Matches, MRCA, intermarriage, endogamy and My Heritage tools

+3 votes
Good Morning.

My dad’s mother’s side, Nova Scotia and New Brunswick planters and loyalists whose families before they came or subsequently intermarried considerably, meaning when you are looking at multiple MRCA and internal endogamy in either or both sides of the matches.  

When autoclusters came out (and as I discover supplemented with clues from theories of family relativity and maps), they promised that would provide the ultimate avenue to cutting through all the above confusion created by the above situation - prevalent here and of course in the American colonies now constituting New England in my example.


Yesterday, I received a coast to coast enquiry about a decent sized match with my dad.  Both of us had reasonably developed trees which also helped.

As we walked through the possibilities, we came across one and then a second couple of my dad’s third  great grandparents.  Now i have found actual DNA matches to one of these couples - but not through her (and of course that does not mean that we are not related through them). but had we we not had the autocluster, we would have stopped there,  

But she was in my autocluster 14 and on working on all the group, I came across the ACTUAL common couple related to that match, there was only one common couple, who happen to be both my dad’s fourth great grandparents and 5th great grandparents (We descend from an older and a younger daughter).  In fact, because of that nuance, we can determine which of the couple that it came from.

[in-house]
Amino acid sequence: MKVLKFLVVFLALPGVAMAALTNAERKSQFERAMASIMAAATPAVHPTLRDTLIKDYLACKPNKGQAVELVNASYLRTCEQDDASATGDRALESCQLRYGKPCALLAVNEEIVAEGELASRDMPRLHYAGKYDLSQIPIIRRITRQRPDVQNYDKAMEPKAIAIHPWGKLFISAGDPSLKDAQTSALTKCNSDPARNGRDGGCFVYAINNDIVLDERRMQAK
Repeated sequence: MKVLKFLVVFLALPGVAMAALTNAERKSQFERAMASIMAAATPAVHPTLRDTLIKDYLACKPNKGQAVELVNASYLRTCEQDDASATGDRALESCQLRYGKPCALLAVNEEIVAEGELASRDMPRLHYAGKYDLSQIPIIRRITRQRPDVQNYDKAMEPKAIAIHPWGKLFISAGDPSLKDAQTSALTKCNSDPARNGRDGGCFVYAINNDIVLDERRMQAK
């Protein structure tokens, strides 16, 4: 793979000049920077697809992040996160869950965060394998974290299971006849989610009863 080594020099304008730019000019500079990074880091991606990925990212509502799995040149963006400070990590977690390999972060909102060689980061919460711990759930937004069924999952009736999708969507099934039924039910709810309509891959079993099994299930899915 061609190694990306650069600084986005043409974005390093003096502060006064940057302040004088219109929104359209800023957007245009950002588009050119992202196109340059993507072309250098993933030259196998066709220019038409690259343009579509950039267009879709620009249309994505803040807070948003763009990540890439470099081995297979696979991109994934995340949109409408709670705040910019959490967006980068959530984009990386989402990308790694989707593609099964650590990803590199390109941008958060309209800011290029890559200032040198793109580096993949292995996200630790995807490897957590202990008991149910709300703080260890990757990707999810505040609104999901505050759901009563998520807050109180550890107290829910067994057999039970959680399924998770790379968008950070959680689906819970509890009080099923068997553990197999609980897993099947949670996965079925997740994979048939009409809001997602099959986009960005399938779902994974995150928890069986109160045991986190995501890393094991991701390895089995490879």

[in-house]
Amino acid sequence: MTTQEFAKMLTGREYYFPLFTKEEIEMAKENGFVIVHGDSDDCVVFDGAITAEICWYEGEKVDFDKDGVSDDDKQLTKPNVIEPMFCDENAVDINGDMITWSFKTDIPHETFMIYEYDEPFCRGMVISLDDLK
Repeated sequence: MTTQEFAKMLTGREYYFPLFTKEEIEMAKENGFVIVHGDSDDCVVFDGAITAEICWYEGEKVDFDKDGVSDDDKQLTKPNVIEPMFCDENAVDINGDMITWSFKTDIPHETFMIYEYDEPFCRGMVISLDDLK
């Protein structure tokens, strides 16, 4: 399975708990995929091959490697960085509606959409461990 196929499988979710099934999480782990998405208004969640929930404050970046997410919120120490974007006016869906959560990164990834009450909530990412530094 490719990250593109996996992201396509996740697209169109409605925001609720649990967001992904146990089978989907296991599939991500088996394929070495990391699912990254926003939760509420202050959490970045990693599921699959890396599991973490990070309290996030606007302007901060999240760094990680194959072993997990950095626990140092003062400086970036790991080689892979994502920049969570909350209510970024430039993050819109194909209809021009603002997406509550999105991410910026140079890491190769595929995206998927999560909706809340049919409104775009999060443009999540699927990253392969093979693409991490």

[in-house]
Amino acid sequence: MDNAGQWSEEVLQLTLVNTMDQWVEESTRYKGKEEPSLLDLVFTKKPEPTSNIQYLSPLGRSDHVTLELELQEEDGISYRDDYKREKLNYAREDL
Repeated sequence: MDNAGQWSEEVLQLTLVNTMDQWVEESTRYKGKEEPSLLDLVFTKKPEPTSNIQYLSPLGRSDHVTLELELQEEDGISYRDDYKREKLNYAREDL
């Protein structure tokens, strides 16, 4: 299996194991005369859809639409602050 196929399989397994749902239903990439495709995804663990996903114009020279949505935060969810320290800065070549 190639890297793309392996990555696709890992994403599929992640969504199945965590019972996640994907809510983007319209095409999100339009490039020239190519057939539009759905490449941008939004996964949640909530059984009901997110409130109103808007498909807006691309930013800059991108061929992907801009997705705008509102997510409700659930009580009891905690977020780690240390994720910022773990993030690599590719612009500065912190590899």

So my question is what will that do to the language of analysis.  We may have most recent common ancestors MRCA - might we need to add to our vocabulary ADCA (actual DNA common ancestors) who may or may not be the most recent-or the only recent  - and of course on some cases, this may be shared if there are multiple independent segments.

I should note that will these tools, based on a scan of my dad’s remaining 20 autoclusters, the predominant number due to large families and 100s of samples that I will actually be able to hive off several actual accurate pinpointed DNA matches.

So it seems that in these cases which are not that uncommon, the traditional acceptable match statement will become woefully inadequate and in fact misleading and confusing.  

As an afterthought, it shows that some very legitimate paper matches will still be accurate but that portion may not have been passed down in one or the other matching pairs - so non matches should not lead to false conclusions and it may be reassuring to some potential testers.

We don’t change for change sake but when it is successful, we need to do so or become irrelevant it seems.